Graph of the sine function Using the unit circle definition of the sine function to make a graph of it.
Graph of the sine function
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- In the last presentation we kind of re-defined the sine,
- the cosine, and the tangent functions in a broader way
- where we said if we have a unit circle and our theta is, or our
- angle, is -- let me use the right tool -- let's say, and
- our angle is the angle between, say, the x-axis and a radius in
- the unit circle, and this is our radius.
- the coordinate of the point where this radius intersects
- the unit circle is x comma y.
- Our new definition of the trig functions was that sine of
- theta is equal to the y-coordinate, right, this is
- y-coordinate where it intersects the unit circle.
- And remember, this is the unit circle.
- It's not just any circle, which means it has a radius of 1.
- Cosine of theta is equal to the x-coordinate of this point.
- This is the x-coordinate.
- And tangent of theta equaled opposite over
- adjacent or y over x.
- That's interesting because that's also equal to sine of
- theta over cosine of theta.
- I'll just do that.
- I wasn't even planning on covering that, but just it
- leaves you something to think about.
- So with that said, let's take a look or let's try to see how
- this defines these functions.
- And I guess a good place to start is just with the sine
- function and we can try to graph it.
- So let's write, let's do a little table like we always do
- when we define a function.
- Let's put in values of theta, and let's figure
- out what sine of theta is.
- So when theta is equal to 0 radians, what is sine of theta?
- So when theta's 0, right, then the radius between it -- this
- is the radius and this is the point where the radius
- intersects the unit circle.
- And this point has a coordinate 1 comma 0, right?
- And so if where it intersects the unit circle is at 1 comma
- 0, then sine of theta is just the y-coordinate.
- So sine of theta is 0.
- If we said what is sine of theta when theta is
- equal to pi over 2.
- So now our radius is this radius and we intersect the
- unit circle right here at the point 0 comma 1.
- And what's the y-coordinate at 0 comma 1?
- Well it's 1.
- What happens when we have theta is equal to pi radians?
- So at pi radians we intersect the unit circle right here.
- We're at pi radian.
- This is the angle, pi.
- We intersect with unit circle at negative 1 comma 0.
- Because once again, this is the unit circle.
- So at negative 1 comma 0, what's the y-coordinate?
- Well, it's 0.
- So sine of pi is equal to 0.
- Let's just keep going around the circle.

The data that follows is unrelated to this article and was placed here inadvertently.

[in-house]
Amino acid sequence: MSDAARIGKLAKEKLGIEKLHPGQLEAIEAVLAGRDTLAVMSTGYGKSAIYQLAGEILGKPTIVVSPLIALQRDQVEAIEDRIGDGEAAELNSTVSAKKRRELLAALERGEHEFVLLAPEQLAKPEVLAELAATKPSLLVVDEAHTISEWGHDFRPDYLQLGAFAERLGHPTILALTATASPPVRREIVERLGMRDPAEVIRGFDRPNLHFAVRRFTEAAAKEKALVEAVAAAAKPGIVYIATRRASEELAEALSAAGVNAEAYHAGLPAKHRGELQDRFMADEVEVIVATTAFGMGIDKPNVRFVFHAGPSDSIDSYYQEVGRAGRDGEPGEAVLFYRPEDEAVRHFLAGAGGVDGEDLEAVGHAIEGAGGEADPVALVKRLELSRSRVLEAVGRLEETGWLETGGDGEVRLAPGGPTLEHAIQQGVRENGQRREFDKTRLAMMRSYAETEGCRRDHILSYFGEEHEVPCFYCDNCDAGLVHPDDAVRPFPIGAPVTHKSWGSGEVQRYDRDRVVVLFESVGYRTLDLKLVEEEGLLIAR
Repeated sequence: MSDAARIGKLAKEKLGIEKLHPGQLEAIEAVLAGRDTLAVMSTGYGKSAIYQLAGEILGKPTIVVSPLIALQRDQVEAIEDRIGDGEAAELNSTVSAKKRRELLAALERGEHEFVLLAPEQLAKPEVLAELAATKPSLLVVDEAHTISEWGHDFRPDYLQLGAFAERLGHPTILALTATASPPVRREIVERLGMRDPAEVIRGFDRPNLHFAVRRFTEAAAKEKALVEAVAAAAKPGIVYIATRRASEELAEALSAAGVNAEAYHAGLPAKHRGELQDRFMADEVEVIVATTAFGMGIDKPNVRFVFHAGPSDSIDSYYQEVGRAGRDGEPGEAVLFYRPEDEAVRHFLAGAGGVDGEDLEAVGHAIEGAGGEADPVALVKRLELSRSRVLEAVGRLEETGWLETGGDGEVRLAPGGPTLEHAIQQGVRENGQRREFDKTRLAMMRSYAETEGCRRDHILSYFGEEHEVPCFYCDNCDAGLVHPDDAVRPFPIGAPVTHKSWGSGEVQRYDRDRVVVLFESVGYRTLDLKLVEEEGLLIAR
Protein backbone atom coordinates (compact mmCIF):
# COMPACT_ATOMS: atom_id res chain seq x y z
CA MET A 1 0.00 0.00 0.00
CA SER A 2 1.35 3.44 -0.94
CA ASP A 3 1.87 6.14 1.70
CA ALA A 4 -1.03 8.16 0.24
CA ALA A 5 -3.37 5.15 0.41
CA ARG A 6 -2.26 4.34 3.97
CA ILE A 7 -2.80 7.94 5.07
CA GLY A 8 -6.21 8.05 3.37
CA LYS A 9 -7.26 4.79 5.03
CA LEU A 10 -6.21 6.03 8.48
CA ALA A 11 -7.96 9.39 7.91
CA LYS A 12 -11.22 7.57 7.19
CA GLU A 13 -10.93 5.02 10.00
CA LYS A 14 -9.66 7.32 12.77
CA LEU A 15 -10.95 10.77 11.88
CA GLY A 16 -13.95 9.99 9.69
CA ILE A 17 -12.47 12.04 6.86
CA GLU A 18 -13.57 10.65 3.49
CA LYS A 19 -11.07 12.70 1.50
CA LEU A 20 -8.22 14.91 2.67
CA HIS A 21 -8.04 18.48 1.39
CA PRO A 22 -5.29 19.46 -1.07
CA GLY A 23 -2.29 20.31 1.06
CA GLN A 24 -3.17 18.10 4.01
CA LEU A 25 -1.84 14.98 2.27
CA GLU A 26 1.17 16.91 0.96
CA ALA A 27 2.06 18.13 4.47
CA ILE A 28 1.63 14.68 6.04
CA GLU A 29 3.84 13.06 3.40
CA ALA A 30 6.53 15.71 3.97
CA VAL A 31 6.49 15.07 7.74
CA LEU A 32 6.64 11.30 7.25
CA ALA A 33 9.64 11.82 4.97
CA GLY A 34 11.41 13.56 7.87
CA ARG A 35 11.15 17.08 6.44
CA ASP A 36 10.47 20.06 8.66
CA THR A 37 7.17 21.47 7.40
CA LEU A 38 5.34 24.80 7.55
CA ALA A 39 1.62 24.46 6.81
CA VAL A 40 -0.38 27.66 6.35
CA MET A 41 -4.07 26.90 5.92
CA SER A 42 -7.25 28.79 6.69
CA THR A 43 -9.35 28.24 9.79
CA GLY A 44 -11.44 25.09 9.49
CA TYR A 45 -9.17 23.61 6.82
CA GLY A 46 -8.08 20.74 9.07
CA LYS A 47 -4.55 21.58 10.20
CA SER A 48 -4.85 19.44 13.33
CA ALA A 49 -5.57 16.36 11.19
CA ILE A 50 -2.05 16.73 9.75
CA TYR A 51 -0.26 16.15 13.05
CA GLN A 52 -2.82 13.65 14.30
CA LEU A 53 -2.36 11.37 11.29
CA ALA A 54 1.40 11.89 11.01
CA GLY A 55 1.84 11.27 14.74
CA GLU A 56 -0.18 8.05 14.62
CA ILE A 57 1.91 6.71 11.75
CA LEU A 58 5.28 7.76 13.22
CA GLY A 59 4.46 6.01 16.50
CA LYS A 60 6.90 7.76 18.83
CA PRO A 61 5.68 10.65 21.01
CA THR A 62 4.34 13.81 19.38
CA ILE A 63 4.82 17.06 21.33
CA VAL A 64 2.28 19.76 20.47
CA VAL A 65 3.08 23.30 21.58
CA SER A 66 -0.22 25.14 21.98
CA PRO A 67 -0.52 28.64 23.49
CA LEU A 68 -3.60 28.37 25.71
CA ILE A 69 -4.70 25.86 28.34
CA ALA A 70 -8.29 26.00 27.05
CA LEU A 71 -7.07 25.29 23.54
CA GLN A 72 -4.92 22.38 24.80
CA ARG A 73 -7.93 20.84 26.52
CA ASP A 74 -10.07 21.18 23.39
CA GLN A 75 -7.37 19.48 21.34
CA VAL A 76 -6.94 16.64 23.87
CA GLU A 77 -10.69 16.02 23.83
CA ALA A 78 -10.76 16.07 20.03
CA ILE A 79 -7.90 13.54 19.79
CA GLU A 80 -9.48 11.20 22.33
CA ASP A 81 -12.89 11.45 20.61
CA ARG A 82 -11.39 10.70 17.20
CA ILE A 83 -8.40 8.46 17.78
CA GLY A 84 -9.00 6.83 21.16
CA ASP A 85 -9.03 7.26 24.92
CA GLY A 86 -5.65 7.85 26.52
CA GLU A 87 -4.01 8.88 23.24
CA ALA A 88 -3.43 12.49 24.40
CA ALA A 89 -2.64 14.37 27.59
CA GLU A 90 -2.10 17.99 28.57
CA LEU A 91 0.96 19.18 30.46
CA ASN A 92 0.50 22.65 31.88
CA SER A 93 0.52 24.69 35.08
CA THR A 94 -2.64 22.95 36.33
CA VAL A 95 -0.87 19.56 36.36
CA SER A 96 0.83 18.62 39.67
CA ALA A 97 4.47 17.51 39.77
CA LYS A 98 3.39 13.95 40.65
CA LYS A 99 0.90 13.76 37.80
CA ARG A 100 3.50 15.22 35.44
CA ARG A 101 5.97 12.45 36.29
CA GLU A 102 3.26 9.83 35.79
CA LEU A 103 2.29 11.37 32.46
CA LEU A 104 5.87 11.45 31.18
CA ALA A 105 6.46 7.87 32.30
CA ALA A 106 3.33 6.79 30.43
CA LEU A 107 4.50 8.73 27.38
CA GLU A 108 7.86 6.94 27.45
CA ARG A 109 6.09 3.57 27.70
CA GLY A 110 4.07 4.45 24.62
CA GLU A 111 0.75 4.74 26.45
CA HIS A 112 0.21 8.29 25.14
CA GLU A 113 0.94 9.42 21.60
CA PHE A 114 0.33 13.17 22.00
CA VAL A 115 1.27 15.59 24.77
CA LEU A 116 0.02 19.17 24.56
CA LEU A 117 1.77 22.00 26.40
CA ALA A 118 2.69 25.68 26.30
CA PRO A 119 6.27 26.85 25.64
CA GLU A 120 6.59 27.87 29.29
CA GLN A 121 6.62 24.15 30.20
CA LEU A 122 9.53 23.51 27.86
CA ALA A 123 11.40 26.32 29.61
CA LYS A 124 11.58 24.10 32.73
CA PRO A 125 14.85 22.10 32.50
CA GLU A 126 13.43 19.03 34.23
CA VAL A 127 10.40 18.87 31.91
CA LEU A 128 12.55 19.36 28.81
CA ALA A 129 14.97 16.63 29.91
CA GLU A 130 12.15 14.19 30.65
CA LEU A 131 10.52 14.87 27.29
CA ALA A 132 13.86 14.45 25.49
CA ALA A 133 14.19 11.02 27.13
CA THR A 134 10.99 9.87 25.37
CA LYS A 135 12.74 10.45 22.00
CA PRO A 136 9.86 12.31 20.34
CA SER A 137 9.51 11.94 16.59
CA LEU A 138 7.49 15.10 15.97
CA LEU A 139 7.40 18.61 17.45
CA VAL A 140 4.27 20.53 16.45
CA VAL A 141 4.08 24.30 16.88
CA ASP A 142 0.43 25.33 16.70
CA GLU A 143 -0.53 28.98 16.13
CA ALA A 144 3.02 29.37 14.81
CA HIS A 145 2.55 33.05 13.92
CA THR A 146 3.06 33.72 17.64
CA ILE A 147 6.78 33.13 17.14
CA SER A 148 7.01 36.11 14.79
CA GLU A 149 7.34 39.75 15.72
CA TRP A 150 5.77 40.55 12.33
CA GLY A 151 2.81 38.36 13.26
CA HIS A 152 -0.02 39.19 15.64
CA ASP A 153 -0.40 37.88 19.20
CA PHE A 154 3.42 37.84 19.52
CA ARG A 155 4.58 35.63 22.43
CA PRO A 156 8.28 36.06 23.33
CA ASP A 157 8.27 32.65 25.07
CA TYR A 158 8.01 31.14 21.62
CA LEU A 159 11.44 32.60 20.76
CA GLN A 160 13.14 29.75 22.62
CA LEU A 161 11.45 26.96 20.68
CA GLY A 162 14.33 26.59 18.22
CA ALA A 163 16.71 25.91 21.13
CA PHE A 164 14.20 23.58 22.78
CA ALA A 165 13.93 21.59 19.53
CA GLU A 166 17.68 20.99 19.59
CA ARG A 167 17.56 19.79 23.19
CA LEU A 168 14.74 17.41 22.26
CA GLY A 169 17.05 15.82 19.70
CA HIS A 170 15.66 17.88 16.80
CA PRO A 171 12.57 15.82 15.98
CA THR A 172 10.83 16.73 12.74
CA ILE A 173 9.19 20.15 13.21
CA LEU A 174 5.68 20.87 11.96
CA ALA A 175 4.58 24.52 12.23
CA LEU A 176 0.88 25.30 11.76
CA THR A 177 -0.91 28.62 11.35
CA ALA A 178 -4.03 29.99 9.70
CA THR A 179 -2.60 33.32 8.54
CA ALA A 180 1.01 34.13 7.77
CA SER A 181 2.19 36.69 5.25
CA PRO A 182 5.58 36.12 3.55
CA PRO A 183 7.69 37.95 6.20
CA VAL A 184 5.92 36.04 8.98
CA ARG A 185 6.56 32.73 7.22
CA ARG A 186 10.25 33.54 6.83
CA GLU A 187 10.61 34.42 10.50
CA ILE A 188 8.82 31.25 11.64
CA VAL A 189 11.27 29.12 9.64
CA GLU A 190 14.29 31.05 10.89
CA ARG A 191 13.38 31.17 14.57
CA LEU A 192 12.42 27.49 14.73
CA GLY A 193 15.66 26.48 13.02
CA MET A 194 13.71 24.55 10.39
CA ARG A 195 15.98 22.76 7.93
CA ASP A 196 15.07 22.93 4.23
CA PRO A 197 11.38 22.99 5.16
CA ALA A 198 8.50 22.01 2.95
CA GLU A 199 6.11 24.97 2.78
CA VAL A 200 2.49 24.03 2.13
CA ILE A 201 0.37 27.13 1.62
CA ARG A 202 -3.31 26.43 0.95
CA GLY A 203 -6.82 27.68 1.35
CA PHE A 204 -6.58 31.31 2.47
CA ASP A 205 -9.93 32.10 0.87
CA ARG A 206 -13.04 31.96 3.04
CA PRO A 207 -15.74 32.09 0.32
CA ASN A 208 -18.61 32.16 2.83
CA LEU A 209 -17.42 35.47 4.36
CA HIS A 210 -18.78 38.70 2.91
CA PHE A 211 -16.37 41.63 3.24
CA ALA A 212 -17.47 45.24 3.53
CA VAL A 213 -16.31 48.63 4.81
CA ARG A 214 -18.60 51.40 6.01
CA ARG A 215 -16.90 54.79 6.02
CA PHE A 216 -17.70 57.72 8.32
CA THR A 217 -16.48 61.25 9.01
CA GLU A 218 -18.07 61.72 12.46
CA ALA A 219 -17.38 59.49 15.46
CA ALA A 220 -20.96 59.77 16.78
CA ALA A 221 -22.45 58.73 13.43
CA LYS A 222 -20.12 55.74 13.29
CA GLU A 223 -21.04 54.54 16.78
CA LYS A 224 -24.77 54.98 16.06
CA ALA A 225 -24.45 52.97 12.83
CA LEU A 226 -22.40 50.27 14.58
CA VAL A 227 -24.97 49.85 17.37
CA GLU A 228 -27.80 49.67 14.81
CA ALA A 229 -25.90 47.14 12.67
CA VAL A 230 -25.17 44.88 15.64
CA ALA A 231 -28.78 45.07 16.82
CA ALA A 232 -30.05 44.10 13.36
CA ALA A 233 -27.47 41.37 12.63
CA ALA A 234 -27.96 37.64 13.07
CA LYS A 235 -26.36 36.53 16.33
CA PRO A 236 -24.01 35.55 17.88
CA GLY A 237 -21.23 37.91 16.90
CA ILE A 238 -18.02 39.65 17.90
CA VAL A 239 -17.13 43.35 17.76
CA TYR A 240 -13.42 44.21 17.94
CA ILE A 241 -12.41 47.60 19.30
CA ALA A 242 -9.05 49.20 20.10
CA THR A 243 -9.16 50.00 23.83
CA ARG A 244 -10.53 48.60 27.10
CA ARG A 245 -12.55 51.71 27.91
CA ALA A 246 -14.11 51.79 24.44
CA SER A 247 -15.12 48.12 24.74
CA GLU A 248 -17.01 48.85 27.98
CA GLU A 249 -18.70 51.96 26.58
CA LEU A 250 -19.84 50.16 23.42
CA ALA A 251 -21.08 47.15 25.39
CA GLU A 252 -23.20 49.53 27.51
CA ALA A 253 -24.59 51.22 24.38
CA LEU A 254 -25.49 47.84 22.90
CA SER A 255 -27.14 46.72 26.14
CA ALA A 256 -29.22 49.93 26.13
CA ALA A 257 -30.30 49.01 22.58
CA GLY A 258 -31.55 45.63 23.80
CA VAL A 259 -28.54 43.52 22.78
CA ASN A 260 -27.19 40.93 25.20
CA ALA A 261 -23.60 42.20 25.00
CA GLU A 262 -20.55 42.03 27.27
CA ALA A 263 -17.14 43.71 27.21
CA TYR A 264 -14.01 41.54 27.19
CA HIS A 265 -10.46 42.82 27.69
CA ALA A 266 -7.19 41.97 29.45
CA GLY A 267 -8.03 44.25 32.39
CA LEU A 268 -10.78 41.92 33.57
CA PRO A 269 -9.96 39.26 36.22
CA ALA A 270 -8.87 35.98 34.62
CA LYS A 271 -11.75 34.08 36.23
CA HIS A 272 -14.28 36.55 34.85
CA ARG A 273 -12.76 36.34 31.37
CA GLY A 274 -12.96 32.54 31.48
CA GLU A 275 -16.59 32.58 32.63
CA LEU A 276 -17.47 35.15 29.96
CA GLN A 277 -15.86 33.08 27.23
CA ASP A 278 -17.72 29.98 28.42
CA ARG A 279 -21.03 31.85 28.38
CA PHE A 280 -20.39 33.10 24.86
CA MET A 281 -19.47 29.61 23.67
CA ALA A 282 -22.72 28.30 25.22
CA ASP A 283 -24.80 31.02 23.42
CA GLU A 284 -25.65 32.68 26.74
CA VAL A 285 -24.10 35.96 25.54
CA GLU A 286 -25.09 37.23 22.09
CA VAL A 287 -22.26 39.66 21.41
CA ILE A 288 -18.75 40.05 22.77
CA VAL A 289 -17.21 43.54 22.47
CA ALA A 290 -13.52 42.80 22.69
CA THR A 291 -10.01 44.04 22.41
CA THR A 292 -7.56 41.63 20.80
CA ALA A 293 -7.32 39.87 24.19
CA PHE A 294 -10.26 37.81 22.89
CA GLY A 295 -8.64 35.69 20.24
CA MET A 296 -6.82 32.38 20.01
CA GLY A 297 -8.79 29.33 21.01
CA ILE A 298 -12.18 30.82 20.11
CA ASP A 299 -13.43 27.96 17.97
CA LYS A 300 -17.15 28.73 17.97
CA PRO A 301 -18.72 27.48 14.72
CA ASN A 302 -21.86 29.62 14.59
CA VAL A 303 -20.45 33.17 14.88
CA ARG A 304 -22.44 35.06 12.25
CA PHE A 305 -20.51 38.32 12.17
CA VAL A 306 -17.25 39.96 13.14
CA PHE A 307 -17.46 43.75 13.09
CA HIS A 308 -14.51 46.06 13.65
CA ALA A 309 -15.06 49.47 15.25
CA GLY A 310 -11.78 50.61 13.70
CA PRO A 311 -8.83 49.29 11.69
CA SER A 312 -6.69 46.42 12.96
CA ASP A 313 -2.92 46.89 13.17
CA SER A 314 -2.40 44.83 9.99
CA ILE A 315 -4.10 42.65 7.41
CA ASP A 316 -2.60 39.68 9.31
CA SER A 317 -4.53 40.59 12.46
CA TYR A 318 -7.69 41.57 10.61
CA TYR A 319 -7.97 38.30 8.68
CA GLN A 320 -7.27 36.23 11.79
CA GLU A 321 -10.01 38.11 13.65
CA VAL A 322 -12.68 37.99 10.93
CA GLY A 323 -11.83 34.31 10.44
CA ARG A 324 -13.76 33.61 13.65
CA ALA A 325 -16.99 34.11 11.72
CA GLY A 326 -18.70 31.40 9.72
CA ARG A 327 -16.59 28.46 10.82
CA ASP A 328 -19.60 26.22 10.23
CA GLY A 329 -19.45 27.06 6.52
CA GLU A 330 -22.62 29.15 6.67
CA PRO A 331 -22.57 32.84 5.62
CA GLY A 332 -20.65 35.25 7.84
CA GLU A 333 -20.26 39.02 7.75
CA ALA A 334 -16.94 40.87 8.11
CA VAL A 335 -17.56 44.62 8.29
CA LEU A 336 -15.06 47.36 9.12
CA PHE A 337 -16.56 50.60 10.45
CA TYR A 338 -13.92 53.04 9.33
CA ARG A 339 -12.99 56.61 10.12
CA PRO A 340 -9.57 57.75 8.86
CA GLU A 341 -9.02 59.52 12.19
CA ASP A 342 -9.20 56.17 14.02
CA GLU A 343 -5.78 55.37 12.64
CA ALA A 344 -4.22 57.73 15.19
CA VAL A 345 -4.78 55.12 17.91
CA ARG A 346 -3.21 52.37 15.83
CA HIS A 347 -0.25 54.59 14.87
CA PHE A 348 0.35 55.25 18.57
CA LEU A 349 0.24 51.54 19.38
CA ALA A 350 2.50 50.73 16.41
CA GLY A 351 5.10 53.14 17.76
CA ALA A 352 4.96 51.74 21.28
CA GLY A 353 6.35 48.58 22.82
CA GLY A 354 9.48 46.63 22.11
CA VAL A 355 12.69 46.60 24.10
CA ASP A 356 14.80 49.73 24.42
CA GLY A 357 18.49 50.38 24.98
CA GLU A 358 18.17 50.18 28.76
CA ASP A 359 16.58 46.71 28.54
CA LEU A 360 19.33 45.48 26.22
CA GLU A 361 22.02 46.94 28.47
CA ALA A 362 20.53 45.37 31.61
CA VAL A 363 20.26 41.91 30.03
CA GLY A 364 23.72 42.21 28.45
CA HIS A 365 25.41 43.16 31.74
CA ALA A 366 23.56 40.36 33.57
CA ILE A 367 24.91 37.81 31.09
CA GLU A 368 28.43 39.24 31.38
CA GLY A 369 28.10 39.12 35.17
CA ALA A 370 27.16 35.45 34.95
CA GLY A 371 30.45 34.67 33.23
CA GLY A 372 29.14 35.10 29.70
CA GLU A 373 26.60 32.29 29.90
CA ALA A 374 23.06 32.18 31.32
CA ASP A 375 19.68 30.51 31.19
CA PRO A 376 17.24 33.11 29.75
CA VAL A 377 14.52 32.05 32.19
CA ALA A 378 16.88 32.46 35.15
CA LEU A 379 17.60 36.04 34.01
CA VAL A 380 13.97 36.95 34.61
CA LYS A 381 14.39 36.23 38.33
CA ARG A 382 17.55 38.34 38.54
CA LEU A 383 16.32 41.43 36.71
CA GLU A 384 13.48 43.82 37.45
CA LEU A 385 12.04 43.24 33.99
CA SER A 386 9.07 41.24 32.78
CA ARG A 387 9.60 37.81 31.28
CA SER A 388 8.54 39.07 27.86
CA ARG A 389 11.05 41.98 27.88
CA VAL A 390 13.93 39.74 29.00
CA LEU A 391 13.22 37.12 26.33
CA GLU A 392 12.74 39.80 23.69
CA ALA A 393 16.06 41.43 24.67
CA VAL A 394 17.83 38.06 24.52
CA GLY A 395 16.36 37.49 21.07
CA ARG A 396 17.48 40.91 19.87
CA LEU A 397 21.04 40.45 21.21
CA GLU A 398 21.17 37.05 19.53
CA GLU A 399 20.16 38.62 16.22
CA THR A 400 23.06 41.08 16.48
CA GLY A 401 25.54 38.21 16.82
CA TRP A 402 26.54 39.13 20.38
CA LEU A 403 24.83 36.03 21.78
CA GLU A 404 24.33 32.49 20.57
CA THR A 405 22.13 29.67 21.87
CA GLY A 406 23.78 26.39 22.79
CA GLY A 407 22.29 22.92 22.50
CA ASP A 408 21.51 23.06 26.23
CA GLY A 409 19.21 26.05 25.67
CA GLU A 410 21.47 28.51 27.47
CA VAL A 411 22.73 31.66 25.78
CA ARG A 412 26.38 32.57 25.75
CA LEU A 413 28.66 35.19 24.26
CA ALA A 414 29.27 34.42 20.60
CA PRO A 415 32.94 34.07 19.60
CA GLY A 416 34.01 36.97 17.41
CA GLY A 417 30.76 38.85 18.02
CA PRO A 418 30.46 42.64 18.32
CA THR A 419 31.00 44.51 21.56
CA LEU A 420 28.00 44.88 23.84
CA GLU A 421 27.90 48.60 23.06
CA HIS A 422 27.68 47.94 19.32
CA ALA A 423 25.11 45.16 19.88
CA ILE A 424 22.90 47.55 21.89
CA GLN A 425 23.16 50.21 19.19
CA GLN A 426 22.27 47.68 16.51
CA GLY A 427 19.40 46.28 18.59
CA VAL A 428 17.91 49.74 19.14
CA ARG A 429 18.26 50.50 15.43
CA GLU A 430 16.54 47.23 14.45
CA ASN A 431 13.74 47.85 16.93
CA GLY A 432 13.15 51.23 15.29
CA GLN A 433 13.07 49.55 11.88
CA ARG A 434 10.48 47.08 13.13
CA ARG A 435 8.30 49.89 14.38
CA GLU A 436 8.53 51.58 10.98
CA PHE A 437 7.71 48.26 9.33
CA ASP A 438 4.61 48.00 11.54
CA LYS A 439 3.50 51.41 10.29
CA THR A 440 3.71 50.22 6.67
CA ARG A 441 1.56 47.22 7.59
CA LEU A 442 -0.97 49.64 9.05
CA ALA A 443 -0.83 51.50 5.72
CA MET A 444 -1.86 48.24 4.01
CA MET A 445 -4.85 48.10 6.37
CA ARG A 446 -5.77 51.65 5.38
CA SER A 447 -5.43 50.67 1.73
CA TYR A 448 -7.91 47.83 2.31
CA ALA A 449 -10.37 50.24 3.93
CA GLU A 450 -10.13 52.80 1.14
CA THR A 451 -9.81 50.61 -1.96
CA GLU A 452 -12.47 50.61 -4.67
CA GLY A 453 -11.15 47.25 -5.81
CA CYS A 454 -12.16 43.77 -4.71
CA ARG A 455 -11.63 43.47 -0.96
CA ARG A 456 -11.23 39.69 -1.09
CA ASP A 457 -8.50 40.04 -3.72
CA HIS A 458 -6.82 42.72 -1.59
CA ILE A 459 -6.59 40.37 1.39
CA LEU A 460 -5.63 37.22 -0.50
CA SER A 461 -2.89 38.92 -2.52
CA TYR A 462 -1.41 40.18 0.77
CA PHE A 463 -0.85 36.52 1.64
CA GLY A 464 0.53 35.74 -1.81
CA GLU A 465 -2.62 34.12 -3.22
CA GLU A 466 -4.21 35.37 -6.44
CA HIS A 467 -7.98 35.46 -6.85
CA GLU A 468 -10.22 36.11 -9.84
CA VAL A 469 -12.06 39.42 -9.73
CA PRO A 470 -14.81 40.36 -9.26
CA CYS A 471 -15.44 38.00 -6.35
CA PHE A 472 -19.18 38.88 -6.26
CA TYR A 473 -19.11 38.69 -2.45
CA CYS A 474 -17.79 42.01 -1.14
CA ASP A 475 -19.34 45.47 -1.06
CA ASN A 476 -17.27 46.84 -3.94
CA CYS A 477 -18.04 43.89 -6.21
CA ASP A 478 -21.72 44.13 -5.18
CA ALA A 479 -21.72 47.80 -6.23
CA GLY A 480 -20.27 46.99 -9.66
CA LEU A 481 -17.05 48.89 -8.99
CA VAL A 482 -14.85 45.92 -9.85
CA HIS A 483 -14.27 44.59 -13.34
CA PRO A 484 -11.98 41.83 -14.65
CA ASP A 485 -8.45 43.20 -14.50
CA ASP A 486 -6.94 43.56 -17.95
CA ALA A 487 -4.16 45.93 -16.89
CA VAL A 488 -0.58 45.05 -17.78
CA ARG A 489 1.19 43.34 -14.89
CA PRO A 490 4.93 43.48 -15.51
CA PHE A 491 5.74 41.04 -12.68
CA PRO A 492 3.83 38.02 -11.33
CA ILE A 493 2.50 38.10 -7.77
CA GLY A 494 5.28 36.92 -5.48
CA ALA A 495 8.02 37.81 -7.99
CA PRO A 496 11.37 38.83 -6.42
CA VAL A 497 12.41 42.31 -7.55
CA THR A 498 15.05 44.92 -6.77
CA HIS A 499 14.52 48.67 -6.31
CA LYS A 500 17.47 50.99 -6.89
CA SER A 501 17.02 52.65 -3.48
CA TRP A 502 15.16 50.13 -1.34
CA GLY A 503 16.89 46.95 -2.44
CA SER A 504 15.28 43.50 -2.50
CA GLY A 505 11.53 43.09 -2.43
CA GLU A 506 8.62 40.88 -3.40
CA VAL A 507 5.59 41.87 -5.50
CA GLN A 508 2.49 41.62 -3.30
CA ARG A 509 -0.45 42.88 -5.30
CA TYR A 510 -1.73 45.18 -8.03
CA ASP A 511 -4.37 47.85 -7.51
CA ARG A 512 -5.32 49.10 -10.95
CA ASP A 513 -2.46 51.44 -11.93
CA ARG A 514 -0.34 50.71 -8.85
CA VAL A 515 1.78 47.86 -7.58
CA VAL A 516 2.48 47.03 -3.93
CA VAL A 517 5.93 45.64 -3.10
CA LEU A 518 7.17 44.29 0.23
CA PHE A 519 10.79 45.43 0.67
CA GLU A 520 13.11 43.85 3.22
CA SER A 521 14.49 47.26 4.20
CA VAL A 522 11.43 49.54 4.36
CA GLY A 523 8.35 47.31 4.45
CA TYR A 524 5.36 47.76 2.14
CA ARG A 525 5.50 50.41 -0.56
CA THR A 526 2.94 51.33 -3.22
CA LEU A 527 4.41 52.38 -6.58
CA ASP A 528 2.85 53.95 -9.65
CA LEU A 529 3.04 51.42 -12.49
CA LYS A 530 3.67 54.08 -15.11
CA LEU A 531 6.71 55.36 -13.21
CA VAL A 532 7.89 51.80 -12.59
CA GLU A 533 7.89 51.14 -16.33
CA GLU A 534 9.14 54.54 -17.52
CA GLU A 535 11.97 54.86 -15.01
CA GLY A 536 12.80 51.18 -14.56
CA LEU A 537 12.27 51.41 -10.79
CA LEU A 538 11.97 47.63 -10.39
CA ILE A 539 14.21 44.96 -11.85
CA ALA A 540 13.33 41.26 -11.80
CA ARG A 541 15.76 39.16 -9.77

- When we have the angle, when theta is equal to 3 pi over 4
- -- no, sorry, 3 pi over 2.
- Because this is pi and this is another half pi.
- So this is 3 pi over 2, sorry.
- So when theta is equal to 3 pi over 2, what is sine of theta?
- Well, now we intersect the unit circle down here at the
- point 0 comma negative 1.
- So now sine of theta is equal to negative 1.
- Then if we go all the way around the circle to 2
- pi radians, we're back at this point again.
- So sine of theta, so we're at 2 pi, sine of theta
- is now 0 once again.
- So let's graph these points out and then we'll try to figure
- out what the points in between look like, and I'll show
- you the graph of a sine function is.
- So let's draw the x-axis.
- This is my x-axis.
- And let's draw the y-axis.
- Not as clean as I wanted to draw it.
- This is y.
- And that's x.
- But in this case instead of saying that's the x-axis, let's
- call that the theta axis, because we defined theta as the
- input or our domains in terms of theta.
- So this is the theta axis.
- Now we're going to graph sine of theta.
- So when we said when theta equaled 0, sine
- of theta is equal to 0.
- So that's this point right here, 0 comma 0.
- When theta is equal to pi over 2, sine of theta is equal to 1.
- So this is the point pi over 2 comma 1, right?
- That's just this 1.
- When theta is equal to pi, sine of theta is 0 again.
- So this is the point pi comma 0.
- And when theta equaled 3 pi over 2, what was sine of theta?
- I equaled negative 1.
- Then when we got to 2 pi -- when we got to theta equal
- to 2 pi, sine of theta, again, equaled 0.
- So we know that these points are on the graph
- of sine of theta.
- And if you actually tried the points in between, and as
- an exercise it might be interesting for you to do so.
- You could actually figure out a lot of the points using
- 30-60-90 triangles or using the Pythagorean Theorem.
- But you actually get a curve that looks something -- let me
- use a nicer color than this kind of drab grey -- you
- get a graph that looks something like this.
- And you've probably seen that before.
- The term for this function is actually a sine wave.
- It looks like something that's oscillating or
- that's moving up and down.
- And actually if you were to put in thetas that were less than
- 0, the sine wave will keep going into the
- negative theta axis.
- It keeps going forever in both directions.
- It keeps oscillating between 1 and negative 1 and
- the points in between.
- So that's the graph of the sign function.
- In the next module I'll actually do the graph of the
- cosine function, or actually I might just show you the graph
- of the cosine function.
- Then I'll show you how they relate and how these can
- describe any kind of, or many types of oscillatory things in
- the world and how it relates to frequency and amplitude.
- So I'll see you in the next module.
- And just for fun you might want to sit down with a piece of
- paper and try to graph the cosine function or the
- tangent function as well.
- Have fun.
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